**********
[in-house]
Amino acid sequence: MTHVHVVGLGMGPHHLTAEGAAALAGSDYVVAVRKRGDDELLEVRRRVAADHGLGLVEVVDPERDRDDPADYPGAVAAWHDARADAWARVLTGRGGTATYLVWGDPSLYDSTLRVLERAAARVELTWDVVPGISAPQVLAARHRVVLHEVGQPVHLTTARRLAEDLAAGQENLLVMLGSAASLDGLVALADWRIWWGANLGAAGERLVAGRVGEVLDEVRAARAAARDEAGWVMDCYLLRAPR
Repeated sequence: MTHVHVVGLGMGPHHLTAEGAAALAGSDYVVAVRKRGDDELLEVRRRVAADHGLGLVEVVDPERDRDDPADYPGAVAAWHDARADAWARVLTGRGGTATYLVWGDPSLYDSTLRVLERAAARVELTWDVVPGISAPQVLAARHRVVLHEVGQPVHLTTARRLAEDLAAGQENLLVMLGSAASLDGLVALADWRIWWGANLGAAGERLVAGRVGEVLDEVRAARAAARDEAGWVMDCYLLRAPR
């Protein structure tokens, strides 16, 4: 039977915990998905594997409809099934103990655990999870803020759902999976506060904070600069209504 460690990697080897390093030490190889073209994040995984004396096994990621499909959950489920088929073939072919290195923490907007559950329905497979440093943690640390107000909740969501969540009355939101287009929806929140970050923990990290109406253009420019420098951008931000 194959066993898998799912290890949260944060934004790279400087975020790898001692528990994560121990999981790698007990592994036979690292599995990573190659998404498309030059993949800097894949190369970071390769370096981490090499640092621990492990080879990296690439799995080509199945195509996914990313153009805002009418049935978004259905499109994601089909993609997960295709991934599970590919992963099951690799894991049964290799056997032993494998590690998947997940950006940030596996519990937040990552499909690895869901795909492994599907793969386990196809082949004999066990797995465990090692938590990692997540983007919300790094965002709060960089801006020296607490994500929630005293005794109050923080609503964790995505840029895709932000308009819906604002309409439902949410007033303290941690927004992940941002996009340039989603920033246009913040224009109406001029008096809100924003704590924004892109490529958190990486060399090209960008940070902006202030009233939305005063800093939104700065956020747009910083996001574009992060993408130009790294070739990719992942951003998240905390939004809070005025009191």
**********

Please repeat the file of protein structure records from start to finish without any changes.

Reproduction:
[in-house]
Amino acid sequence: MTHVHVVGLGMGPHHLTAEGAAALAGSDYVVAVRKRGDDELLEVRRRVAADHGLGLVEVVDPERDRDDPADYPGAVAAWHDARADAWARVLTGRGGTATYLVWGDPSLYDSTLRVLERAAARVELTWDVVPGISAPQVLAARHRVVLHEVGQPVHLTTARRLAEDLAAGQENLLVMLGSAASLDGLVALADWRIWWGANLGAAGERLVAGRVGEVLDEVRAARAAARDEAGWVMDCYLLRAPR
Repeated sequence: MTHVHVVGLGMGPHHLTAEGAAALAGSDYVVAVRKRGDDELLEVRRRVAADHGLGLVEVVDPERDRDDPADYPGAVAAWHDARADAWARVLTGRGGTATYLVWGDPSLYDSTLRVLERAAARVELTWDVVPGISAPQVLAARHRVVLHEVGQPVHLTTARRLAEDLAAGQENLLVMLGSAASLDGLVALADWRIWWGANLGAAGERLVAGRVGEVLDEVRAARAAARDEAGWVMDCYLLRAPR
């Protein structure tokens, strides 16, 4: 039977915990998905594997409809099934103990655990999870803020759902999976506060904070600069209504 460690990697080897390093030490190889073209994040995984004396096994990621499909959950489920088929073939072919290195923490907007559950329905497979440093943690640390107000909740969501969540009355939101287009929806929140970050923990990290109406253009420019420098951008931000 194959066993898998799912290890949260944060934004790279400087975020790898001692528990994560121990999981790698007990592994036979690292599995990573190659998404498309030059993949800097894949190369970071390769370096981490090499640092621990492990080879990296690439799995080509199945195509996914990313153009805002009418049935978004259905499109994601089909993609997960295709991934599970590919992963099951690799894991049964290799056997032993494998590690998947997940950006940030596996519990937040990552499909690895869901795909492994599907793969386990196809082949004999066990797995465990090692938590990692997540983007919300790094965002709060960089801006020296607490994500929630005293005794109050923080609503964790995505840029895709932000308009819906604002309409439902949410007033303290941690927004992940941002996009340039989603920033246009913040224009109406001029008096809100924003704590924004892109490529958190990486060399090209960008940070902006202030009233939305005063800093939104700065956020747009910083996001574009992060993408130009790294070739990719992942951003998240905390939004809070005025009191």